Manufacturing up, financial services down

The UK's manufacturing sector returned to growth in September, while the financial sector predicts 8,000 job losses to come. Is this rebalancing in action?

by Andrew Saunders
Last Updated: 06 Nov 2012
A glimmer of good news at last – the closely watched Markit Purchasing Managers Index, which monitors factory gate activity, was back in positive territory for the first time in three months during September, hitting 51.1, compared with 49.4 in August. A score of 50 or above represents growth so this is hardly a heady expansion, but a good deal better than the 48 or so which economists had been predicting.
 
Meanwhile, in the financial sector, things are looking pretty bleak, as fears over what is going to happen to the eurozone as well as in the USA continue to depress market sentiment. Shares in Europe’s 16 leading banks tumbled this morning, as a Greek default loomed ever larger. Belgian bank Dexia has been shut out of the interbank lending markets altogether because of the level of its exposure to Greek debt.  
 
So, no surprise then that a survey of 84 leading employers in the sector by the CBI and PwC suggests  as many as 8,000 jobs could be lost in finance over the next three months. That would bring the total number of finance jobs lost since the end of 2008 to 90,000.
 
So, is this what that much-talked-about phenomenon ‘rebalancing’ looks like? Well, if the rise in manufacturing looked sustainable then maybe. But closer analysis seems to suggest that the spurt has been partially brought on by firms rushing to complete backlogged work, and that the future look less happy as new export orders are in decline. Oh, and employment is still waning too.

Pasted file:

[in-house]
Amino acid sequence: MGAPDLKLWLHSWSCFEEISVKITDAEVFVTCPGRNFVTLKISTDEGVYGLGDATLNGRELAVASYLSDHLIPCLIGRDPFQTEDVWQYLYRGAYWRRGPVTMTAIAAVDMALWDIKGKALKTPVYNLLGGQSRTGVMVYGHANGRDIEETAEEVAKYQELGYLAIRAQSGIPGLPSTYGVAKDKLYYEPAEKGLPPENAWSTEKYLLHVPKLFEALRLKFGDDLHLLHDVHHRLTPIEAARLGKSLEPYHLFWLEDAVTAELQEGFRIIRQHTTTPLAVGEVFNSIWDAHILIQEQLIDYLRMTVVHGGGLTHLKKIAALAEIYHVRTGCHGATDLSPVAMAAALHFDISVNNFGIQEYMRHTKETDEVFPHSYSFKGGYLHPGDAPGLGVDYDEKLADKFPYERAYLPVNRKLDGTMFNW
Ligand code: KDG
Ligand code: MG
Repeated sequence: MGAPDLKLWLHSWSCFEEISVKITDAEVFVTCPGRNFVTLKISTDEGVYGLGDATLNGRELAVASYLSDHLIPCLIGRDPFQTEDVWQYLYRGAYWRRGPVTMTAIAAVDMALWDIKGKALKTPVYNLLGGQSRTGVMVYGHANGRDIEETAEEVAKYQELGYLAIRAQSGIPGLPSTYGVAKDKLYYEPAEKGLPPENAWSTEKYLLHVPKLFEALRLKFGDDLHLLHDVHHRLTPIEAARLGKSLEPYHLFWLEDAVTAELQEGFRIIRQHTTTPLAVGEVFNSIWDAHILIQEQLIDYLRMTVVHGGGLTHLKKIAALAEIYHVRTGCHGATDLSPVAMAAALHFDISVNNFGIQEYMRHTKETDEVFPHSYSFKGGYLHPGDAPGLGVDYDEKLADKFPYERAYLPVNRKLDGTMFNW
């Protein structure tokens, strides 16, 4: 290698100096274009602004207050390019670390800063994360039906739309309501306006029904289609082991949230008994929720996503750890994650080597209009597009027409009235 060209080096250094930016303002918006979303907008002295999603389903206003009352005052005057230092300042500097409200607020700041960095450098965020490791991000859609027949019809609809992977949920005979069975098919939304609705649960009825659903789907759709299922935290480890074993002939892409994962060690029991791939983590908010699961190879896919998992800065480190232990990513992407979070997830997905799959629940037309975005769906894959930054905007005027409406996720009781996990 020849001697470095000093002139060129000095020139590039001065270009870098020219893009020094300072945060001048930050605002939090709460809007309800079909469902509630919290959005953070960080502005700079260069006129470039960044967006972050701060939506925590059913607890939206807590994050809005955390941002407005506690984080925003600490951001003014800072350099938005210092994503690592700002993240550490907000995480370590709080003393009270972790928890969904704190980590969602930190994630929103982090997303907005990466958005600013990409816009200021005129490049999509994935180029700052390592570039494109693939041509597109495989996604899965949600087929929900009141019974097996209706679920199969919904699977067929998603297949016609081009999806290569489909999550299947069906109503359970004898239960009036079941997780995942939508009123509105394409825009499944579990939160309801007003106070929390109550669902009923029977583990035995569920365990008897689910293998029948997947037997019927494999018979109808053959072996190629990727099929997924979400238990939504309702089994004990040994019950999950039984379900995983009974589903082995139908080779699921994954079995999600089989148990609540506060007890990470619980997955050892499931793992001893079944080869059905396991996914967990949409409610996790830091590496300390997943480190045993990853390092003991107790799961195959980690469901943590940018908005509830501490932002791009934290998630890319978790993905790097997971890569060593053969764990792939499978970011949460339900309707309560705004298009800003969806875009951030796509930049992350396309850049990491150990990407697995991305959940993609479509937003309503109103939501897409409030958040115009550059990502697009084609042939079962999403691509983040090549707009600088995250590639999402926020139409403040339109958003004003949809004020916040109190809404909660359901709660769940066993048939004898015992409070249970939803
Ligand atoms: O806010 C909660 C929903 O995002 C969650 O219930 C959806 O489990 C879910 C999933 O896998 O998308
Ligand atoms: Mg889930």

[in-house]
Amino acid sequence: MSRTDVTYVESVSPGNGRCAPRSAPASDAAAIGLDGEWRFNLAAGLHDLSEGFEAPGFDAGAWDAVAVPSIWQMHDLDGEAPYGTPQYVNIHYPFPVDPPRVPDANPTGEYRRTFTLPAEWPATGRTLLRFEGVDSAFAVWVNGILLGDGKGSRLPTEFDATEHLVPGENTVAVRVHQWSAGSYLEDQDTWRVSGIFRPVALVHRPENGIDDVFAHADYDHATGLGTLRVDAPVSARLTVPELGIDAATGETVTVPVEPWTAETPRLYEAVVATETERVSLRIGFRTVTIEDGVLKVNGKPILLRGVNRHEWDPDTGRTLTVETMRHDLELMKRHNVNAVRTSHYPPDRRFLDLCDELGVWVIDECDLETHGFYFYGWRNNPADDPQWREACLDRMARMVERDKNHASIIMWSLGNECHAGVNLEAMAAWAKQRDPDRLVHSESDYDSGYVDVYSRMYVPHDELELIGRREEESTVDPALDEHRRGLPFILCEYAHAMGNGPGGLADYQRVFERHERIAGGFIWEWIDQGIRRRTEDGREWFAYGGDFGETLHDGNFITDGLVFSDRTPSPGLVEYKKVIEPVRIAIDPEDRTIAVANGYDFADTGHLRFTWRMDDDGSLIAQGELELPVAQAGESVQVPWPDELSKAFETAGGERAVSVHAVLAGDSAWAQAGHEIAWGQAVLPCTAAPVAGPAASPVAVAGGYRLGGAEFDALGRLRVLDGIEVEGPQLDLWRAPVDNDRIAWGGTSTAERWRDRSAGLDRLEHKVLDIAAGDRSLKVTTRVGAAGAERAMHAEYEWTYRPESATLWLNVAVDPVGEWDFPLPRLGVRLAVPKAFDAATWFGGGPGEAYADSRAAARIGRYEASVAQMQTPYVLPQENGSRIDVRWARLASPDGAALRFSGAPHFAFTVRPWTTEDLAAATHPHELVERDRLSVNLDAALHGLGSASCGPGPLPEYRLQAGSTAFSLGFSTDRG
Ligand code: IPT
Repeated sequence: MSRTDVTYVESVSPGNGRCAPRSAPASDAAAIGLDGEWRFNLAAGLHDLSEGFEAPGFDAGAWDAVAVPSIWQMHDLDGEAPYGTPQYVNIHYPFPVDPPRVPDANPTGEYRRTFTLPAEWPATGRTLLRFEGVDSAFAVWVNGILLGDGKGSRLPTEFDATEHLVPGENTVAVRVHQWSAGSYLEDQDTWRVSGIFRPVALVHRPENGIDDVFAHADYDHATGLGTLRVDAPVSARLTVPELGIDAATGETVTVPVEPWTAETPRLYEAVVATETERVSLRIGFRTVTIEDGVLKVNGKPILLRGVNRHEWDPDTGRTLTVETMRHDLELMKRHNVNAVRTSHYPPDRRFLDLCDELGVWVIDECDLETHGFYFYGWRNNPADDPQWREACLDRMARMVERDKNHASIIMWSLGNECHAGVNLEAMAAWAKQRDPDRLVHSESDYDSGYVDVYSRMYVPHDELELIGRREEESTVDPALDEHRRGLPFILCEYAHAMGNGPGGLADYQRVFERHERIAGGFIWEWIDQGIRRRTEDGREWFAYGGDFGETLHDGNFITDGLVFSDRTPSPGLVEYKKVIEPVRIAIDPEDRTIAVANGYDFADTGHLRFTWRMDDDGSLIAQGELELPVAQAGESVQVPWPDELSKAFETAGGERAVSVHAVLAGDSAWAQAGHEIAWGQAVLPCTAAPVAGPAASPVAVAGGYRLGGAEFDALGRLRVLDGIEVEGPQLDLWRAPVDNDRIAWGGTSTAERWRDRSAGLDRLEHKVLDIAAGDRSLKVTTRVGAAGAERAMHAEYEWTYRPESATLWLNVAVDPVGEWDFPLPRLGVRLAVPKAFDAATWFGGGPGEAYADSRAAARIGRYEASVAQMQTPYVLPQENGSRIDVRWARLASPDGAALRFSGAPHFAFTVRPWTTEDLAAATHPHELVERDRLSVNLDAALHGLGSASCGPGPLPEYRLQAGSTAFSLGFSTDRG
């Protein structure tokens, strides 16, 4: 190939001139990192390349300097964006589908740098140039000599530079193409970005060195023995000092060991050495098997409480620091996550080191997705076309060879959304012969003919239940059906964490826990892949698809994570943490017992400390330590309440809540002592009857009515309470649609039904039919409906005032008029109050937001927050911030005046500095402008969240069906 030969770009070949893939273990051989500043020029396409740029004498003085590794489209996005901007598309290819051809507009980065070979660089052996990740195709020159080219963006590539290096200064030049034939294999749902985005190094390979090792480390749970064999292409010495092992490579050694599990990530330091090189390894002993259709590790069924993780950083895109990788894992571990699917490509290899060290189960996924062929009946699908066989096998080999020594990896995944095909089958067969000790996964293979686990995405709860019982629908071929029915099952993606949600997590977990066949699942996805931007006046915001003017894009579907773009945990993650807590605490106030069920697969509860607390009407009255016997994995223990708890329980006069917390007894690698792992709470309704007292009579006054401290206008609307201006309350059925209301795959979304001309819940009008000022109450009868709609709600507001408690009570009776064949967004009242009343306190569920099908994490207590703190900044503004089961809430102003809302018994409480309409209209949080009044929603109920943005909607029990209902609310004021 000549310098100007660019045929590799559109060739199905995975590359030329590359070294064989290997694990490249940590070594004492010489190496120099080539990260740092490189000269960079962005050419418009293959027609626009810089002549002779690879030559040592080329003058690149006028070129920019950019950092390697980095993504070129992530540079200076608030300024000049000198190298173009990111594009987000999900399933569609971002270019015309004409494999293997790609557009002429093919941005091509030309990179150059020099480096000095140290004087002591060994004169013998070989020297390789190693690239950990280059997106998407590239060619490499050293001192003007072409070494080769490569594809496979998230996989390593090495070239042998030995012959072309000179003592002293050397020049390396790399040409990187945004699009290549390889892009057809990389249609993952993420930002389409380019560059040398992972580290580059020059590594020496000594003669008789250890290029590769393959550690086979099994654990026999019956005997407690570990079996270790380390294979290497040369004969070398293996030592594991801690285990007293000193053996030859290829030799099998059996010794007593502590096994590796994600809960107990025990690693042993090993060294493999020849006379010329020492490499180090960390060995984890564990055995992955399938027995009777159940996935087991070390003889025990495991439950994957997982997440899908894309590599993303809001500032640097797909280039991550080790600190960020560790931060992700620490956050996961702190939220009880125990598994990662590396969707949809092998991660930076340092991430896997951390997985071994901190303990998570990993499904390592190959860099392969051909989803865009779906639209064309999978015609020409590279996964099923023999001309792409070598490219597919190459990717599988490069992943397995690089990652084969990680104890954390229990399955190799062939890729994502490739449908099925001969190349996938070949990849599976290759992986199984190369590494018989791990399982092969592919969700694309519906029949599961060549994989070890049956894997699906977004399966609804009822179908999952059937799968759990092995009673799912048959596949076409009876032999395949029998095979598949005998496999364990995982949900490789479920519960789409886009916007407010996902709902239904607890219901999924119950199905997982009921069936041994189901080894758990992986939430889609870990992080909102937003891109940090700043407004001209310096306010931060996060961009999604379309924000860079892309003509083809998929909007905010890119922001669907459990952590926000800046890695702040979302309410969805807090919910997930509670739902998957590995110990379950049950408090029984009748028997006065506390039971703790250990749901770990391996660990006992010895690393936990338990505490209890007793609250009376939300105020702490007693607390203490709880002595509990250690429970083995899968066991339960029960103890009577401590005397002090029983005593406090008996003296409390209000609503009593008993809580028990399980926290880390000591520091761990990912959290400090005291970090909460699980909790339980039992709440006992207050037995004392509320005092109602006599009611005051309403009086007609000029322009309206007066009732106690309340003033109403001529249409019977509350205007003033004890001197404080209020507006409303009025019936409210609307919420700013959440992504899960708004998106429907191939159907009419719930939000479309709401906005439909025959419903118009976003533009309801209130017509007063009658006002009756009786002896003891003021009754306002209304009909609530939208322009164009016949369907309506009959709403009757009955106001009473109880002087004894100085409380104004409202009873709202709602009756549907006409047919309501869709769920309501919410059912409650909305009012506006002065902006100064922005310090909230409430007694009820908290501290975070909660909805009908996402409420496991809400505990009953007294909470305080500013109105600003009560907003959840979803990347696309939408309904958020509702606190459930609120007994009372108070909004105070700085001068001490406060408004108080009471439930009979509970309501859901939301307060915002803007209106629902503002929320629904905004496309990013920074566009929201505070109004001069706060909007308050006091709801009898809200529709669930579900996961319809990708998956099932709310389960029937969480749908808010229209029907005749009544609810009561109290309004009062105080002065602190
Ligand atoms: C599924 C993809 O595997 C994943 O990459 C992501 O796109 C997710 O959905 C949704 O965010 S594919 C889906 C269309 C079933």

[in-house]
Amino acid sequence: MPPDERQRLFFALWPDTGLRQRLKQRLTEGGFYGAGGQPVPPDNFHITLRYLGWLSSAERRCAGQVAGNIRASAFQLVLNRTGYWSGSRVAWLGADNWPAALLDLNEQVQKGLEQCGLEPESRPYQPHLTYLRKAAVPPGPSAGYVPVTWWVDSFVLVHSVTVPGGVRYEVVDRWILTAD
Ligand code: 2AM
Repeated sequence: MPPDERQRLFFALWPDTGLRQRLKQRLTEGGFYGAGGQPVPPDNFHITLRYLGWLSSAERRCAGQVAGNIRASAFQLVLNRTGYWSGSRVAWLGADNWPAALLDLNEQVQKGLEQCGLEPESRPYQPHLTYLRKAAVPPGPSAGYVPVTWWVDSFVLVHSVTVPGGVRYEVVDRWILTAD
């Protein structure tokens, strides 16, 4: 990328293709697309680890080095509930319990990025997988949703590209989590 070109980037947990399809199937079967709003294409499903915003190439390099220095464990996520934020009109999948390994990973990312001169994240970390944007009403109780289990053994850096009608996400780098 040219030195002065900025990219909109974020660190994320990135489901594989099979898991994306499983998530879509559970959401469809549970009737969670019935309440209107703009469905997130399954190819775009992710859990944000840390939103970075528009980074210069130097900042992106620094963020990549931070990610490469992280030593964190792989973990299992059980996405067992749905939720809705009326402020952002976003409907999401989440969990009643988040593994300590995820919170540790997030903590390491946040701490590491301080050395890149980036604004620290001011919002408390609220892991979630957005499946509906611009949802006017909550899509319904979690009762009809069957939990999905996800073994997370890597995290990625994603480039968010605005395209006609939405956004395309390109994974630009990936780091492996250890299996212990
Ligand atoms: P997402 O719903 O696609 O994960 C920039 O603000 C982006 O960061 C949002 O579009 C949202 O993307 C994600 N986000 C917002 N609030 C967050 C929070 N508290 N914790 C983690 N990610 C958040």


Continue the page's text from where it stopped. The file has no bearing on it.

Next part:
But no one said it was going to be easy (except perhaps for a few misguided politicians). The idea that you can have a ‘painless’ rebalancing (ie boost activity, jobs and profits in one sector without reducing it in another) always seemed rather optimistic. And, to look on the bright side (there is one if you peer hard enough), all those people who used to work in finance are now potential entrepreneurs. If only a small proportion of them do end up going into business on their own account, that would be a good long-term outcome.
 
As for those manufacturing figures: well, any good news is welcome.  But here at MT we think that if rebalancing is going to happen then it is going to take more than a modest recovery in factory output. What we need is more action in a whole variety of sectors, including high tech, the creative industries and services. And that for this to happen requires a healthy, but not bloated or overly dominant, financial sector too. And in the current circumstances, that all looks like a pretty tall order…

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